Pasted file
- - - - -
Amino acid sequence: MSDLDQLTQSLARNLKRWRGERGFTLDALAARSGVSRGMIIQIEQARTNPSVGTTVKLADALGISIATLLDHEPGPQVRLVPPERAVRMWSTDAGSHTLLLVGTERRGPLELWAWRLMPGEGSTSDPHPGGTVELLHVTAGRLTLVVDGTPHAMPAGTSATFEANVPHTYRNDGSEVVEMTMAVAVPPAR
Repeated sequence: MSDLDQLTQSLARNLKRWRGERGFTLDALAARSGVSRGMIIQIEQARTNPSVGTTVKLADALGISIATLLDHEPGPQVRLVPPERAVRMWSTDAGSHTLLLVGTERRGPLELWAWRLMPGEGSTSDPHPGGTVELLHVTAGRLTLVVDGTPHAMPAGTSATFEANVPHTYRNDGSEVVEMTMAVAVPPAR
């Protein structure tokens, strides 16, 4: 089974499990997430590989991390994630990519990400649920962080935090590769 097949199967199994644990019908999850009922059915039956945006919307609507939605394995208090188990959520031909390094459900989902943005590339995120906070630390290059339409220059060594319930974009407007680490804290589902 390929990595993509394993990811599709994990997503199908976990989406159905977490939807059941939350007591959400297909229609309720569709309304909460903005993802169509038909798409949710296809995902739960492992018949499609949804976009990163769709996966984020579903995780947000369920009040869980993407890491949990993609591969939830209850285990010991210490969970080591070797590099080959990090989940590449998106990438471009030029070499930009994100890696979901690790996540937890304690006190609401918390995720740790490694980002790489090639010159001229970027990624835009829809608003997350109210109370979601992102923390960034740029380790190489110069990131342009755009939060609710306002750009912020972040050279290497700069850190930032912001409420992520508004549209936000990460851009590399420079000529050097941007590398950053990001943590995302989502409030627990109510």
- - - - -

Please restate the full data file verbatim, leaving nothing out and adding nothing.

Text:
Amino acid sequence: MSDLDQLTQSLARNLKRWRGERGFTLDALAARSGVSRGMIIQIEQARTNPSVGTTVKLADALGISIATLLDHEPGPQVRLVPPERAVRMWSTDAGSHTLLLVGTERRGPLELWAWRLMPGEGSTSDPHPGGTVELLHVTAGRLTLVVDGTPHAMPAGTSATFEANVPHTYRNDGSEVVEMTMAVAVPPAR
Repeated sequence: MSDLDQLTQSLARNLKRWRGERGFTLDALAARSGVSRGMIIQIEQARTNPSVGTTVKLADALGISIATLLDHEPGPQVRLVPPERAVRMWSTDAGSHTLLLVGTERRGPLELWAWRLMPGEGSTSDPHPGGTVELLHVTAGRLTLVVDGTPHAMPAGTSATFEANVPHTYRNDGSEVVEMTMAVAVPPAR
């Protein structure tokens, strides 16, 4: 089974499990997430590989991390994630990519990400649920962080935090590769 097949199967199994644990019908999850009922059915039956945006919307609507939605394995208090188990959520031909390094459900989902943005590339995120906070630390290059339409220059060594319930974009407007680490804290589902 390929990595993509394993990811599709994990997503199908976990989406159905977490939807059941939350007591959400297909229609309720569709309304909460903005993802169509038909798409949710296809995902739960492992018949499609949804976009990163769709996966984020579903995780947000369920009040869980993407890491949990993609591969939830209850285990010991210490969970080591070797590099080959990090989940590449998106990438471009030029070499930009994100890696979901690790996540937890304690006190609401918390995720740790490694980002790489090639010159001229970027990624835009829809608003997350109210109370979601992102923390960034740029380790190489110069990131342009755009939060609710306002750009912020972040050279290497700069850190930032912001409420992520508004549209936000990460851009590399420079000529050097941007590398950053990001943590995302989502409030627990109510």